Lord Howe Island looks to renewables to end reliance on mainland diesel

Lord Howe Island
Lord Howe Island

A proposal for a major new renewable energy project on Lord Howe Island, about 600km east of Port Macquarie on the New South Wales Mid North Coast, is being pitched as a potential model for remote communities across the country. Plans have been drawn up for thousands of solar panels, two wind turbines and a battery system to be installed on the island. It is currently totally reliant on shipments of diesel from the mainland for electricity, consuming more than half a million litres each year.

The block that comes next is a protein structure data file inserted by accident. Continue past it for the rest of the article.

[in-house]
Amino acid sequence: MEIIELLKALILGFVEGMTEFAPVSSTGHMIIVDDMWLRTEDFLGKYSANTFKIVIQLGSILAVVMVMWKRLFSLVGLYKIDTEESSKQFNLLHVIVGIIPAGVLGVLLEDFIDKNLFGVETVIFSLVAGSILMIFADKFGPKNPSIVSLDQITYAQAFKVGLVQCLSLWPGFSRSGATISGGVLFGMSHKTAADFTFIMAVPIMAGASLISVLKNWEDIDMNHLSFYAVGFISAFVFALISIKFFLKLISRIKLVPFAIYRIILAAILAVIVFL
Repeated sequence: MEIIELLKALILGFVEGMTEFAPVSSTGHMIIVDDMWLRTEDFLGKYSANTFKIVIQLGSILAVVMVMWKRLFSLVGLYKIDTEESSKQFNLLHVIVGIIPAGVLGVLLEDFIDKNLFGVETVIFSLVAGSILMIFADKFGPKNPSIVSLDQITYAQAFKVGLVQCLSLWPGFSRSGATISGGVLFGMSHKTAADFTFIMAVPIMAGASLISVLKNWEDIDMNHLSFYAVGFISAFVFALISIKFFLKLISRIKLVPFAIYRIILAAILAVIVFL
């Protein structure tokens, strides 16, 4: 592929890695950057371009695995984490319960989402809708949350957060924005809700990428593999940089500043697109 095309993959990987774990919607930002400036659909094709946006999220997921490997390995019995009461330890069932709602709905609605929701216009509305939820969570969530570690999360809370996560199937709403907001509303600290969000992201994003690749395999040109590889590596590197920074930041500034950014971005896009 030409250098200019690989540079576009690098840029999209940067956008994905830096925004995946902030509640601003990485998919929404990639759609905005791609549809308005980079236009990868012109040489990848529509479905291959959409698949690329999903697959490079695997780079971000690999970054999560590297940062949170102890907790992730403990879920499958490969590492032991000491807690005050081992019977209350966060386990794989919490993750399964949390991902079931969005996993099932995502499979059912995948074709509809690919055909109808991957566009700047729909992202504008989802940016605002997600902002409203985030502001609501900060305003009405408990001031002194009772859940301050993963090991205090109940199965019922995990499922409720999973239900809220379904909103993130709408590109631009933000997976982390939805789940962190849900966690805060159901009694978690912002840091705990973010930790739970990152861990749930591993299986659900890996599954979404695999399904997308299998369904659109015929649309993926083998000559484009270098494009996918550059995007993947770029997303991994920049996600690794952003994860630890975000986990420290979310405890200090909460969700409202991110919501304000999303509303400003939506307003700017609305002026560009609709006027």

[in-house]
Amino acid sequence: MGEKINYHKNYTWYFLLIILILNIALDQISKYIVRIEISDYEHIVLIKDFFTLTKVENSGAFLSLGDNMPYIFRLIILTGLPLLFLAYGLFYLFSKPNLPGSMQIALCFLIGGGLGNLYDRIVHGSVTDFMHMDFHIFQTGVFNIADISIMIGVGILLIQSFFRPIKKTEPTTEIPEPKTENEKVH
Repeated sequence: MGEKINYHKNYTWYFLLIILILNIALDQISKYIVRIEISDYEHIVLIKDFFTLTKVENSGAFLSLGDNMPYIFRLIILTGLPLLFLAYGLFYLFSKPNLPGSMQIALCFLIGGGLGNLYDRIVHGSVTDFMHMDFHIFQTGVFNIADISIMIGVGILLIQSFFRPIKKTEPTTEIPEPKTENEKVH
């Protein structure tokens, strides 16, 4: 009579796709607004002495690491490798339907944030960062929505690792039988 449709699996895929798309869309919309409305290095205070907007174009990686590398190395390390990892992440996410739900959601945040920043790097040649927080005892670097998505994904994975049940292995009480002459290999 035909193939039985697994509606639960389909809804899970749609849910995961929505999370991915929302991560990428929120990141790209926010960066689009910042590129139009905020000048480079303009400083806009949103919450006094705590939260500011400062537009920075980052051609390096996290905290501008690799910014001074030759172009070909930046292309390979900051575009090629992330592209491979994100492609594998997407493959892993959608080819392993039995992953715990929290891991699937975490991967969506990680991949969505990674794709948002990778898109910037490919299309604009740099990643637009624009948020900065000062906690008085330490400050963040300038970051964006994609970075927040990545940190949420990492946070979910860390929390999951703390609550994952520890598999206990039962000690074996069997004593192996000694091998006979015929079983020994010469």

The solar and wind system would produce roughly a megawatt of power, reducing the need for diesel by up to 70 per cent. Proponents say moving to renewable energy would reduce power costs, reduce the risk of environmental damage, and reduce the health impacts of burning diesel.

The project is being planned in two stages, with 2000 solar panels and the battery system comprising the first stage. Due to the island’s status as a World Heritage Area, the Federal Government is required to approve the project.

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